Tertiary study can be a stressful time for all students, and having the right equipment and access to the course materials can make all the difference to the end result of those years spent studying for a future career.
Education loans for students can be used to finance many study-related costs, so students are able to focus on learning and achieving their potential instead of slaving away at a minimum-wage job just to survive the semester.
Here’s everything you need to know about education personal loans for students in New Zealand and how to finance important study-related costs.
Personal loans for students work much the same way as standard personal loans. The main difference is that personal loans for students have relaxed approval criteria to reflect the working and financial situation many tertiary-level students will be in.
The majority of students will commit their full-time working hours to study, with many taking up short-term or part-time jobs to make ends meet or just have a small amount of disposable income. Personal loans for tertiary students account for this by relaxing the approval criteria around income, collateral, and job stability.
As a result, most personal loans available for education purposes have relatively low borrowing limits, shorter terms, and may provide less flexibility around repayments. The bonus for students is that the majority of these loans either have low or no upfront fees.
An education loan for students can be used to purchase various essentials to assist with tertiary study. These are five of the most common reasons:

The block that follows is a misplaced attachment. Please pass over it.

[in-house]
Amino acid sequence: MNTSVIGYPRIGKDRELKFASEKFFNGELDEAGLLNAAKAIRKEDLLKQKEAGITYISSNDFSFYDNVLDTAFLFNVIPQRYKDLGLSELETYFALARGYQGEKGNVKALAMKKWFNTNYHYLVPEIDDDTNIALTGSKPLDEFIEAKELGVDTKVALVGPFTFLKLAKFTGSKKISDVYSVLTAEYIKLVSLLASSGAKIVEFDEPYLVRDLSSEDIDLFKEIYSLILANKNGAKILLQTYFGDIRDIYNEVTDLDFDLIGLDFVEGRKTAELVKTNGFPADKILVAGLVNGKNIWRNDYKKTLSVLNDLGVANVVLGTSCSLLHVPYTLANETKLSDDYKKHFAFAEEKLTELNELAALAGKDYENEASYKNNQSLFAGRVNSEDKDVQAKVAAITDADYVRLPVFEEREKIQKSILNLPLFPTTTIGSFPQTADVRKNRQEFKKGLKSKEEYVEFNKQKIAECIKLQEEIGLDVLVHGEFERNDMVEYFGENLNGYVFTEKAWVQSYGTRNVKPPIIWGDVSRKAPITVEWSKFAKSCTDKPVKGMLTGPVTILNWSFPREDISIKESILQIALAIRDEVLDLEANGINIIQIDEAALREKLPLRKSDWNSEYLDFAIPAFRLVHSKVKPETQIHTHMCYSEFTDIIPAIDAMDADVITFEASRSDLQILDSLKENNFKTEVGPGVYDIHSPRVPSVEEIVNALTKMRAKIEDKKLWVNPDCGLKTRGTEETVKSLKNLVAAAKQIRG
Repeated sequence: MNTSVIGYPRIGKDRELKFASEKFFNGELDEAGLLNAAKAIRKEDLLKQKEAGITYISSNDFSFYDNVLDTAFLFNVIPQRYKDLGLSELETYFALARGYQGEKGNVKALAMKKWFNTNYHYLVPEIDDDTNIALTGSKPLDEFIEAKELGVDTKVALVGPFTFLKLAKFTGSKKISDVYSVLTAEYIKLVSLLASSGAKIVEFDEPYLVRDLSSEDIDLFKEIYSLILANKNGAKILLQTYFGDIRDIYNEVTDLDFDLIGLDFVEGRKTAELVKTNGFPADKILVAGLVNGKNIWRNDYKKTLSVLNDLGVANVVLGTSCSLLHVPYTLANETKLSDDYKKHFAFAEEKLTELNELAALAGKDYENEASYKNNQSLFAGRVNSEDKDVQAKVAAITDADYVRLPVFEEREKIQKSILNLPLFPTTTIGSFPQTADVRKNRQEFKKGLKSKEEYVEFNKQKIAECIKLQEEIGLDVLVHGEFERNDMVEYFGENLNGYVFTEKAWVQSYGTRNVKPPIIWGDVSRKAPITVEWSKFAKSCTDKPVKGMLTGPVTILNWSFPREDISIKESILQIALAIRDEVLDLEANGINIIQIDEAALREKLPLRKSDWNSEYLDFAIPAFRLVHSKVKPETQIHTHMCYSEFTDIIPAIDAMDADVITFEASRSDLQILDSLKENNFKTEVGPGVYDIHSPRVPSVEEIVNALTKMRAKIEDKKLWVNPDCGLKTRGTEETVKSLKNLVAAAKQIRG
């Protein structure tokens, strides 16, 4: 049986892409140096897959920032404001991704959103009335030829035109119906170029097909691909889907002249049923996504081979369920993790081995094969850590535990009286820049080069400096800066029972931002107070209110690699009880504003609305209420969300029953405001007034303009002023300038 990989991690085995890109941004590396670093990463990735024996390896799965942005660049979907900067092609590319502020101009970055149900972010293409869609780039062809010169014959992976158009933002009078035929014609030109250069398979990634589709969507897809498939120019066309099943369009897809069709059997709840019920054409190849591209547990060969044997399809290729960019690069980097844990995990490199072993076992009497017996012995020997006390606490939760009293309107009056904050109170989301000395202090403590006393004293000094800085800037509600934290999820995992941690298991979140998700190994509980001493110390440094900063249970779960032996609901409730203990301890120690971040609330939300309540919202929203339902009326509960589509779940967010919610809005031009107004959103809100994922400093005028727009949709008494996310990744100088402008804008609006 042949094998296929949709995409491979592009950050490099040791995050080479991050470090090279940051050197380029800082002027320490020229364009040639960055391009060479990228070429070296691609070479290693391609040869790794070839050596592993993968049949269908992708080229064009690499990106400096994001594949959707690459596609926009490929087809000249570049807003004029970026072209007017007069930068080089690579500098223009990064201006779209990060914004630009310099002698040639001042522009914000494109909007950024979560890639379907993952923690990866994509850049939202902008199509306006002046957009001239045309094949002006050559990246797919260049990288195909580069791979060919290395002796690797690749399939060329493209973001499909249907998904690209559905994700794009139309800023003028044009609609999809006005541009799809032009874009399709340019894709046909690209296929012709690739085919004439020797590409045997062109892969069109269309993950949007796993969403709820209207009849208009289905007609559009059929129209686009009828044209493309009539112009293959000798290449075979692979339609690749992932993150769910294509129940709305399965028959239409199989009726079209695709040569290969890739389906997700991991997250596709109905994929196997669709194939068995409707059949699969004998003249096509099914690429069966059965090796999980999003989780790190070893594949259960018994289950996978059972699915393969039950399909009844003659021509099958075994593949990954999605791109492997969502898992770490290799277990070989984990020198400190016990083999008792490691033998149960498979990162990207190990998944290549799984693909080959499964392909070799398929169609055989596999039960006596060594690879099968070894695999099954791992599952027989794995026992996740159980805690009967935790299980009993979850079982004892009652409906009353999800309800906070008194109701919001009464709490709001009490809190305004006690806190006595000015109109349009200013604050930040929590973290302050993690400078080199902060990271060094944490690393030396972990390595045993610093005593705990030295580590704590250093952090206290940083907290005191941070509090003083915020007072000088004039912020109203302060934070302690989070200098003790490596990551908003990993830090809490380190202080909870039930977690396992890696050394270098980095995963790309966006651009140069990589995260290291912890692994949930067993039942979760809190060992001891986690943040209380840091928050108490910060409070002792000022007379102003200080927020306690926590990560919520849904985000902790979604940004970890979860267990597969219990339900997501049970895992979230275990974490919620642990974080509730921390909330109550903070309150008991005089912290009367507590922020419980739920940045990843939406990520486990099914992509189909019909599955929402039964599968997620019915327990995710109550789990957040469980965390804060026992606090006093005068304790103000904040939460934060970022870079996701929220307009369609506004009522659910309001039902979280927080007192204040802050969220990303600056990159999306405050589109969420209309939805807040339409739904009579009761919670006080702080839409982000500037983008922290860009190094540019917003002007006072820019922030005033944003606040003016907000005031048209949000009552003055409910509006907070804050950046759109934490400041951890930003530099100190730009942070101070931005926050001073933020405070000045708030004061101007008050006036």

It’s important to remember that personal loans for students are still personal loans. While they can be a perfectly adequate form of finance to fund study-related essential costs and an opportunity to build an individual’s credit score early on in their adult lives, they should be applied for without genuine consideration to how the money will be used.
You can qualify for a personal education loan in New Zealand if you are:
If you meet the standard qualifying criteria for a student personal loan, you can calculate how much you can borrow and compare lenders to find the best loan offers available in New Zealand before applying for a loan.
A secured loan requires you to provide an asset (e.g. a vehicle) as security on the loan amount in return for higher borrowing amounts and better rates. As many students do not own any assets, it’s common for parents to act as a guarantor on the loan and provide one of their own assets as security on the behalf of their child.
An unsecured loan does not require an asset to be used as security, and usually comes with higher rates, but is generally more flexible and can be used for any legitimate reason.
Most student personal loans will have shorter terms, but specific short-term loan products can include payday or cash advance loans. These are generally not ongoing finance solutions and may be used by mature students, students receiving government benefits, unemployed students or those with very limited income.
Vehicle loans (generally a car but also a motorbike or scooter) are a specific type of secured loan used to finance only the purchase price of a vehicle, which will then be used as security over the amount. Car loans have restrictions on how you can use the funds but generally come with more competitive rates and lower fees than unsecured finance.
Before you apply for a loan, check your eligibility for available student grants and student support payments from Work and Income:
Given to students struggling with essential expenses, hardship grants are offered by various higher learning institutions in New Zealand. Some universities provide one-off emergency funding to students, while others may provide ongoing support for students experiencing financial hardship. Contact the institution you are enrolled with to submit an application.
One-off and ongoing support payments are often available through WINZ, even for students who may already be receiving student allowance payments. These payments can be used to cover medical expenses if a student has an ongoing condition that affects their study, but can also include support payments to help with unexpected emergencies that may cause ongoing financial difficulties.